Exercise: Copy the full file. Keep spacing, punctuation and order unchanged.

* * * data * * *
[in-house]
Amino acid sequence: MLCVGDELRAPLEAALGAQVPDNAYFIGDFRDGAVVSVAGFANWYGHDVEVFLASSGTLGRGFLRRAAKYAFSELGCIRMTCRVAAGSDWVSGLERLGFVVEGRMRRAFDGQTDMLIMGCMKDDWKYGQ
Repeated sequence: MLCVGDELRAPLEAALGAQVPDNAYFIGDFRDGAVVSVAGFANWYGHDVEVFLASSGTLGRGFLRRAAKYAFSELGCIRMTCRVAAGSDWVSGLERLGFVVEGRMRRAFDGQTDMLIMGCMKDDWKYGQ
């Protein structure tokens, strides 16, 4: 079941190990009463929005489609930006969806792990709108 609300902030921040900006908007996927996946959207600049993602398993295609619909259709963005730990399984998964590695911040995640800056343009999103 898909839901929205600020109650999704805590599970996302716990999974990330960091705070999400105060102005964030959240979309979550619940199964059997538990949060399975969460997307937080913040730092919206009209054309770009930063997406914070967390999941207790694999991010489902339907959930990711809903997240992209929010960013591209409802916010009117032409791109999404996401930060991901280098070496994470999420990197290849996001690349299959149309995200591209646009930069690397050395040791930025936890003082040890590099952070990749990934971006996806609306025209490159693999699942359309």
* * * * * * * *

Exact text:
[in-house]
Amino acid sequence: MLCVGDELRAPLEAALGAQVPDNAYFIGDFRDGAVVSVAGFANWYGHDVEVFLASSGTLGRGFLRRAAKYAFSELGCIRMTCRVAAGSDWVSGLERLGFVVEGRMRRAFDGQTDMLIMGCMKDDWKYGQ
Repeated sequence: MLCVGDELRAPLEAALGAQVPDNAYFIGDFRDGAVVSVAGFANWYGHDVEVFLASSGTLGRGFLRRAAKYAFSELGCIRMTCRVAAGSDWVSGLERLGFVVEGRMRRAFDGQTDMLIMGCMKDDWKYGQ
């Protein structure tokens, strides 16, 4: 079941190990009463929005489609930006969806792990709108 609300902030921040900006908007996927996946959207600049993602398993295609619909259709963005730990399984998964590695911040995640800056343009999103 898909839901929205600020109650999704805590599970996302716990999974990330960091705070999400105060102005964030959240979309979550619940199964059997538990949060399975969460997307937080913040730092919206009209054309770009930063997406914070967390999941207790694999991010489902339907959930990711809903997240992209929010960013591209409802916010009117032409791109999404996401930060991901280098070496994470999420990197290849996001690349299959149309995200591209646009930069690397050395040791930025936890003082040890590099952070990749990934971006996806609306025209490159693999699942359309």